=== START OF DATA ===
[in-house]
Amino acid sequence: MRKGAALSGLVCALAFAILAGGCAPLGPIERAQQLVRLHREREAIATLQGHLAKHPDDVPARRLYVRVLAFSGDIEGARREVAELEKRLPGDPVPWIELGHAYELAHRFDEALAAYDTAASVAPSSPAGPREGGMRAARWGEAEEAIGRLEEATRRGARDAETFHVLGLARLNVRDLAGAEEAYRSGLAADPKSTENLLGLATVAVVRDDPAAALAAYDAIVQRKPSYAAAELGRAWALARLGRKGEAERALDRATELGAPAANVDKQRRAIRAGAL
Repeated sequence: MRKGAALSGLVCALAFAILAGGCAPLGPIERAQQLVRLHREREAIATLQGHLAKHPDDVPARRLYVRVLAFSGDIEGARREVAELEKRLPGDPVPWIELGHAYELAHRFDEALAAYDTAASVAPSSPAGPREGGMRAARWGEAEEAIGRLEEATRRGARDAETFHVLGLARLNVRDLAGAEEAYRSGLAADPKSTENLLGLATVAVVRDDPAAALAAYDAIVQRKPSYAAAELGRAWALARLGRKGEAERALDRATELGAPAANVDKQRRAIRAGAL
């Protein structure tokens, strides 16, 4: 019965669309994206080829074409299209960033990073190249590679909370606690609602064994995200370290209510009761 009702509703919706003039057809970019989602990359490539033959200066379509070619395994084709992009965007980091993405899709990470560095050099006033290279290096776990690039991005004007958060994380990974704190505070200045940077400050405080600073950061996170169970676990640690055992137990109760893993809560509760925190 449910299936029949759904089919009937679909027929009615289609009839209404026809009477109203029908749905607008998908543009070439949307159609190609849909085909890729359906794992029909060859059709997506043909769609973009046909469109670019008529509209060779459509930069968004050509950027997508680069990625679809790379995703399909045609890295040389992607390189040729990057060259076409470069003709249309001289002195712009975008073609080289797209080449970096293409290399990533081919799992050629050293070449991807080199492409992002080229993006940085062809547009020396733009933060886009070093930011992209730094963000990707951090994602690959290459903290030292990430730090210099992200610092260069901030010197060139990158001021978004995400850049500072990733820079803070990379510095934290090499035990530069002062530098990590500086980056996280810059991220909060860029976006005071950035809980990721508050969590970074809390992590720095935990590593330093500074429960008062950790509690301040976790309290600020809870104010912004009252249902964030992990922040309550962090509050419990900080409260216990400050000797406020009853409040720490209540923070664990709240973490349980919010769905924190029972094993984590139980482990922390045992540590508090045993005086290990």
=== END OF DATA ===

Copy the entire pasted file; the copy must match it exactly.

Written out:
[in-house]
Amino acid sequence: MRKGAALSGLVCALAFAILAGGCAPLGPIERAQQLVRLHREREAIATLQGHLAKHPDDVPARRLYVRVLAFSGDIEGARREVAELEKRLPGDPVPWIELGHAYELAHRFDEALAAYDTAASVAPSSPAGPREGGMRAARWGEAEEAIGRLEEATRRGARDAETFHVLGLARLNVRDLAGAEEAYRSGLAADPKSTENLLGLATVAVVRDDPAAALAAYDAIVQRKPSYAAAELGRAWALARLGRKGEAERALDRATELGAPAANVDKQRRAIRAGAL
Repeated sequence: MRKGAALSGLVCALAFAILAGGCAPLGPIERAQQLVRLHREREAIATLQGHLAKHPDDVPARRLYVRVLAFSGDIEGARREVAELEKRLPGDPVPWIELGHAYELAHRFDEALAAYDTAASVAPSSPAGPREGGMRAARWGEAEEAIGRLEEATRRGARDAETFHVLGLARLNVRDLAGAEEAYRSGLAADPKSTENLLGLATVAVVRDDPAAALAAYDAIVQRKPSYAAAELGRAWALARLGRKGEAERALDRATELGAPAANVDKQRRAIRAGAL
């Protein structure tokens, strides 16, 4: 019965669309994206080829074409299209960033990073190249590679909370606690609602064994995200370290209510009761 009702509703919706003039057809970019989602990359490539033959200066379509070619395994084709992009965007980091993405899709990470560095050099006033290279290096776990690039991005004007958060994380990974704190505070200045940077400050405080600073950061996170169970676990640690055992137990109760893993809560509760925190 449910299936029949759904089919009937679909027929009615289609009839209404026809009477109203029908749905607008998908543009070439949307159609190609849909085909890729359906794992029909060859059709997506043909769609973009046909469109670019008529509209060779459509930069968004050509950027997508680069990625679809790379995703399909045609890295040389992607390189040729990057060259076409470069003709249309001289002195712009975008073609080289797209080449970096293409290399990533081919799992050629050293070449991807080199492409992002080229993006940085062809547009020396733009933060886009070093930011992209730094963000990707951090994602690959290459903290030292990430730090210099992200610092260069901030010197060139990158001021978004995400850049500072990733820079803070990379510095934290090499035990530069002062530098990590500086980056996280810059991220909060860029976006005071950035809980990721508050969590970074809390992590720095935990590593330093500074429960008062950790509690301040976790309290600020809870104010912004009252249902964030992990922040309550962090509050419990900080409260216990400050000797406020009853409040720490209540923070664990709240973490349980919010769905924190029972094993984590139980482990922390045992540590508090045993005086290990």